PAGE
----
As for the art, I liked most of what Greg Capullo and Jonathan Glapion did here. The slightly sepia coloring felt perfect for Gotham City (which was rendered in intricate detail too). I also appreciated the design on the Owl’s costumes and Batman’s suit. The steampunk look of the Talon’s suit in particular was just plain cool. While there are a few artistic choices I didn’t love (like the rotating of the pages and the goopy, red blood), I didn’t find much that was off-putting. One of the few reasons I chose this book was because the art felt accessible to me (i.e. not a lot of fanservice going on). I did think it was funny though that, for once, I had trouble telling the male characters apart rather than the women (Bruce looked like a shorter Lincoln and Dick, Tim, and Damian all looked identical).  I could have done with a bit more distinctiveness on the characters and a bit less boxiness in Batman’s jaw, but those are hardly big things. Overall, I definitely liked the look of this comic.

I’ll definitely pick up the second volume of this series. I want to see where it goes from here and how everything develops. I’m truthfully not that interested in the Owl’s plot itself, but I’d like to see it through to its conclusion.

To me, that’s not a bad response to my first adventure in Batman comics. Next up, some Superman!

Do you have a favorite Batman series? What would you recommend reading next? (I have The Dark Knight Returns on hold at the library. So I will get to that one soon!)

Image Source: Kiss Them Goodbye

First Impression: Legends of Tomorrow

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Arrowverse has been gearing up for the premiere of Legends of Tomorrow all season. First, on Arrow, we got the return of Ray Palmer and Sara Lance. Then, on The Flash, we learned more about Leonard Snart and added a new member to the Firestorm team. Finally, we got the backdoor pilot/crossover which introduced Hawkman, Hawkgirl, and Legends’ big bad, Vandal Savage.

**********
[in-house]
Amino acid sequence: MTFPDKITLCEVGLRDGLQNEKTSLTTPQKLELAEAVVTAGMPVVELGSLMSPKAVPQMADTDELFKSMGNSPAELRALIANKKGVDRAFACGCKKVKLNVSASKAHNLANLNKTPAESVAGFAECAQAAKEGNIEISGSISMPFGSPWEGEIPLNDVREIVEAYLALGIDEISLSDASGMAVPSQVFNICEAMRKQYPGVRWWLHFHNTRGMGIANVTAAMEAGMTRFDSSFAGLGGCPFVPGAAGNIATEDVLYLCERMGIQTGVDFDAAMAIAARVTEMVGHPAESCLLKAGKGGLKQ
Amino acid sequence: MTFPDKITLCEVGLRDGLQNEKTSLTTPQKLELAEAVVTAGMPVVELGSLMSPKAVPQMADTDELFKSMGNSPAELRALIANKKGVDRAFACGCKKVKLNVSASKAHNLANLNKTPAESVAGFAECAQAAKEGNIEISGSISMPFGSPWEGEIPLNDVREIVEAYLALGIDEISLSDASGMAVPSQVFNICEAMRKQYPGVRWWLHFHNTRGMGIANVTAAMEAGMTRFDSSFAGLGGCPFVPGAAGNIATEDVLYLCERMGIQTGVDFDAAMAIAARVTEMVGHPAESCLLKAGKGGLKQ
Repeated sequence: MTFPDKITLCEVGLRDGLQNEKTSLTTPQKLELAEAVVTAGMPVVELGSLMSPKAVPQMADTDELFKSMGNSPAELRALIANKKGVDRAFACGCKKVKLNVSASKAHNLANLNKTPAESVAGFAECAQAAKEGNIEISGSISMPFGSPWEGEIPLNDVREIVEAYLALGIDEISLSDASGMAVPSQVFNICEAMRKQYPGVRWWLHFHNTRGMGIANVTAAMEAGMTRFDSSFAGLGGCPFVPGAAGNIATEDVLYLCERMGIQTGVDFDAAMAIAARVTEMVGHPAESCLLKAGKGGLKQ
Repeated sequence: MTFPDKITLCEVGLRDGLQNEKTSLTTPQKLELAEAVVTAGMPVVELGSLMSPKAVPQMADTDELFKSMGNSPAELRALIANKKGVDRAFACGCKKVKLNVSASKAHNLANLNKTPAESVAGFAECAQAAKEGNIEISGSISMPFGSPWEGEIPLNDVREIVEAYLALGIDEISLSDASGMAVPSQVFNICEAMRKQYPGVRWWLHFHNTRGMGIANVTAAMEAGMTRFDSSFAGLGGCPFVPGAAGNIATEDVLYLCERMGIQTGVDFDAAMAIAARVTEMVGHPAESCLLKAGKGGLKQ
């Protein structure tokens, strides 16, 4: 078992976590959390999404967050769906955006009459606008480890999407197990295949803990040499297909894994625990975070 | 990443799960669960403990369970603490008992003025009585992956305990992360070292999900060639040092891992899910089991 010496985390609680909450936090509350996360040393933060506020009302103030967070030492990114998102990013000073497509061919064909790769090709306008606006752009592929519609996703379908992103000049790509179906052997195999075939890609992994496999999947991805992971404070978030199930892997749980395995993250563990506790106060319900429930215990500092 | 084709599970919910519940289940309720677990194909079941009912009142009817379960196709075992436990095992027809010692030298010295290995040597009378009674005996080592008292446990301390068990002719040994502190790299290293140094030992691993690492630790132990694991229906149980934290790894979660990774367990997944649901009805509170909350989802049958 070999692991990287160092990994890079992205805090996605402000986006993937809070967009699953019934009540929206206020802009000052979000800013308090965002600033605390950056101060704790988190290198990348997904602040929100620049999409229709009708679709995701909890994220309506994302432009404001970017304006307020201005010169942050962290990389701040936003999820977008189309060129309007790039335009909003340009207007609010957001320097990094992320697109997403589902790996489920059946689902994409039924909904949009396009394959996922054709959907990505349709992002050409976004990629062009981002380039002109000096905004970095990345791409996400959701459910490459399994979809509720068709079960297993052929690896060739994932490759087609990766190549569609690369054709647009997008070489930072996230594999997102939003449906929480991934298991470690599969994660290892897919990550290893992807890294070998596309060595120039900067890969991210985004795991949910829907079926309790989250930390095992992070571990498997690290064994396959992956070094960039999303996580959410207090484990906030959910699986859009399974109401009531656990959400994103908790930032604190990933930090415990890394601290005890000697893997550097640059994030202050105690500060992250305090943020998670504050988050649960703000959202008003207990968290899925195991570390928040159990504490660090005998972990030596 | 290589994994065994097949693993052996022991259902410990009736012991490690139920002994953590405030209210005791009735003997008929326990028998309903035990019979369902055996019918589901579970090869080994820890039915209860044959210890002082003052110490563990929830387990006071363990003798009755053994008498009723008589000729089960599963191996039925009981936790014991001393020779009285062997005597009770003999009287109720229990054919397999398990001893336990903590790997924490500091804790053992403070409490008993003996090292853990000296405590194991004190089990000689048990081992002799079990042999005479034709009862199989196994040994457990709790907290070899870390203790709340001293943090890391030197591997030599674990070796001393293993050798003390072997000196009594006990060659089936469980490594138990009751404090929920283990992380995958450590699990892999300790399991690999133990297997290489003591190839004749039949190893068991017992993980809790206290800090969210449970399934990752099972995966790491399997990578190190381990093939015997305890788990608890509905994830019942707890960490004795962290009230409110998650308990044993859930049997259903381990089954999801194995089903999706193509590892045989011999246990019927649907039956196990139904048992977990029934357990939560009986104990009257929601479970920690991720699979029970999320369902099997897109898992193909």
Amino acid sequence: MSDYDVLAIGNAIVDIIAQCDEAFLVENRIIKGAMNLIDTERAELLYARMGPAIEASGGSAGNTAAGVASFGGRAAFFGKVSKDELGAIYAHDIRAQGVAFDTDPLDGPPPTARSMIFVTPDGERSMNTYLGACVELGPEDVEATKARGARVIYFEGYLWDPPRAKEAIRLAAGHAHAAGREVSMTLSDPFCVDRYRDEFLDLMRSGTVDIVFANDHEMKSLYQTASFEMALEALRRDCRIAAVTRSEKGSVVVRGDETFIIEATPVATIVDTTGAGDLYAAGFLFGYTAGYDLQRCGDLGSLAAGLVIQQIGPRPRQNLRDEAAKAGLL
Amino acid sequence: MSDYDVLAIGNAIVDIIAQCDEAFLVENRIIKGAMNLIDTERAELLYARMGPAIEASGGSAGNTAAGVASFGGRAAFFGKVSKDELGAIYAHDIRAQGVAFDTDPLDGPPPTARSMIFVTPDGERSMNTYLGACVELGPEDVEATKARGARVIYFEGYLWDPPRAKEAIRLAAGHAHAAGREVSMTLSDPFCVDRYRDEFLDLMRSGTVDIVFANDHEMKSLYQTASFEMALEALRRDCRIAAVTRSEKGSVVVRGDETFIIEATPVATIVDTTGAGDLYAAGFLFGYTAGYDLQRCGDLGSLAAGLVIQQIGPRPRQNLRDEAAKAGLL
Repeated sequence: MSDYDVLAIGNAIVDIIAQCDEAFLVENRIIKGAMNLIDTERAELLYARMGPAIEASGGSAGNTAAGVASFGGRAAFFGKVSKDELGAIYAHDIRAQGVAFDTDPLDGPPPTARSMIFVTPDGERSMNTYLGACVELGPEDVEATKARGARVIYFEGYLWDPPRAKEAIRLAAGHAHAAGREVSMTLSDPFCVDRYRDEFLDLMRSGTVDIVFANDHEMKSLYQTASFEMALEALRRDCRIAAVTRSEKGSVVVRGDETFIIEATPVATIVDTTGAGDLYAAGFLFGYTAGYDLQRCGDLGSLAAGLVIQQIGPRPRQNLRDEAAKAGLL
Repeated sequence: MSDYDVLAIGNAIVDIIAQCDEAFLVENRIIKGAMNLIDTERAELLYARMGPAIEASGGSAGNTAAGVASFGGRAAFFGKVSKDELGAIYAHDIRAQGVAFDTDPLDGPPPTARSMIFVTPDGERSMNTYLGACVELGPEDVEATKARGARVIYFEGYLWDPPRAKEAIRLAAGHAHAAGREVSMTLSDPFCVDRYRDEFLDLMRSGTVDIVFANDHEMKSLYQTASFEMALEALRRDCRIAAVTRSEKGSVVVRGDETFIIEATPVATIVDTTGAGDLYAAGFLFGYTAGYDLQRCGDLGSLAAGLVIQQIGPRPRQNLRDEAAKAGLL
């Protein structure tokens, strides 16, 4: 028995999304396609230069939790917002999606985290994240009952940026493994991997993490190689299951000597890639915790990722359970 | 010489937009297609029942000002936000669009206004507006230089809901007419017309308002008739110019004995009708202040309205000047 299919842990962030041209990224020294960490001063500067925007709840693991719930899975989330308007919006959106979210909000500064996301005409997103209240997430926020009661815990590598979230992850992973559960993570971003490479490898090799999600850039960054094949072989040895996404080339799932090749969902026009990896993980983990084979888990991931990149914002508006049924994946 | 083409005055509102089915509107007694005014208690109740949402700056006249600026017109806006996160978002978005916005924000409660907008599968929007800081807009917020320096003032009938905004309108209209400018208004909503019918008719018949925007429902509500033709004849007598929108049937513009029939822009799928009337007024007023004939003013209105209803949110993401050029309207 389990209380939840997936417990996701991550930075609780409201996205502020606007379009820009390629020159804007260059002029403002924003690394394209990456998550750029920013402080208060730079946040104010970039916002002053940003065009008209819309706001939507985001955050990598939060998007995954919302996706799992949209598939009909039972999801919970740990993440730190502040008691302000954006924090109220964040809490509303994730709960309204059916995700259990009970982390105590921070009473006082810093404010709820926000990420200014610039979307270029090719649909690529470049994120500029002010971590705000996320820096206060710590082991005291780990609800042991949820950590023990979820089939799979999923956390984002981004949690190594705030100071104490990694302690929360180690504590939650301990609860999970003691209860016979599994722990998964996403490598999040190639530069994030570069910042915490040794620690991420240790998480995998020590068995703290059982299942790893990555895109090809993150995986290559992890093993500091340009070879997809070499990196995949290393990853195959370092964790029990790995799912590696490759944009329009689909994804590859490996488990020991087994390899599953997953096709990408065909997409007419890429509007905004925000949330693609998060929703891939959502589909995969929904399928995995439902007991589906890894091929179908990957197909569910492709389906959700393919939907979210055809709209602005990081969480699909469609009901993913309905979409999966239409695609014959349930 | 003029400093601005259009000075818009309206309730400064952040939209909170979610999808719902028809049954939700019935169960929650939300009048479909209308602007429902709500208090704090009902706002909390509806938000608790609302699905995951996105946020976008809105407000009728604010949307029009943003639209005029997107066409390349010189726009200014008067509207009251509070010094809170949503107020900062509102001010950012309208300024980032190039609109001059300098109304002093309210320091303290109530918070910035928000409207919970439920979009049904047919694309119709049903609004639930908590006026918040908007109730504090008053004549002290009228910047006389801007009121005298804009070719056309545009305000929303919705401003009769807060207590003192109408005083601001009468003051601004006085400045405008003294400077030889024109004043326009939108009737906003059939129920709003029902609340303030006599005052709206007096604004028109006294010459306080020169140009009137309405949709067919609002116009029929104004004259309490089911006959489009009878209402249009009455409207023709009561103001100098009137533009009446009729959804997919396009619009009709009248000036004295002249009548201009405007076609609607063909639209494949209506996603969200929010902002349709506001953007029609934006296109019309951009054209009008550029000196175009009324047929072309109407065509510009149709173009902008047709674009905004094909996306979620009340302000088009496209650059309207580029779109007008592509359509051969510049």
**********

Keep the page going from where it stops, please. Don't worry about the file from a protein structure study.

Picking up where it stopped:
With all that build up, there was a good chance that Legends of Tomorrow wouldn’t be able to rise to the occasion as the newest (hopefully hit) show to enter the Arrowverse. In the end, it met my expectations and exceeded them, but it remains to be seen whether it can hold it’s own with Arrow and The Flash.

The Plot

Things are bad in the year 2166. Vandal Savage has become the supreme leader of Earth, but a time traveler–by the name of Rip Hunter–wants to journey back in time to stop him from coming to power. His fellow Time Masters don’t think it’s their business to interfere with the timeline. Respectably disagreeing, Rip steals a time ship and heads to 2016 to collect a group of heroes and villains to join him on his quest.

Coming along for Rip’s ride is Ray Palmer a.k.a. the Atom (who was last seen not-being-dead on Arrow). He’s being heroing since rejoining the land of the living, but he’s not thrilled about his failure to leave a legacy. Rip offers him a chance to be a legend, and Ray’s willing to try anything to make a difference in the world.

Also joining the team is Sara Lance. She’s a member of the no-longer-dead team too (only in her case it’s more literal), but she becomes a time traveler because her sister, Laurel, convinces her that it’s an opportunity to come into the light and be a hero called the White Canary.  

Meanwhile, the duos of Heat Wave & Captain Cold and Firestorm join the ranks as well. Snart and Mick come along because they dream of being the greatest thieves of all time (literally because: time travel) and Dr. Stein drags Jax along (again literally because: drugged) since he wants to science the heck out of time travel.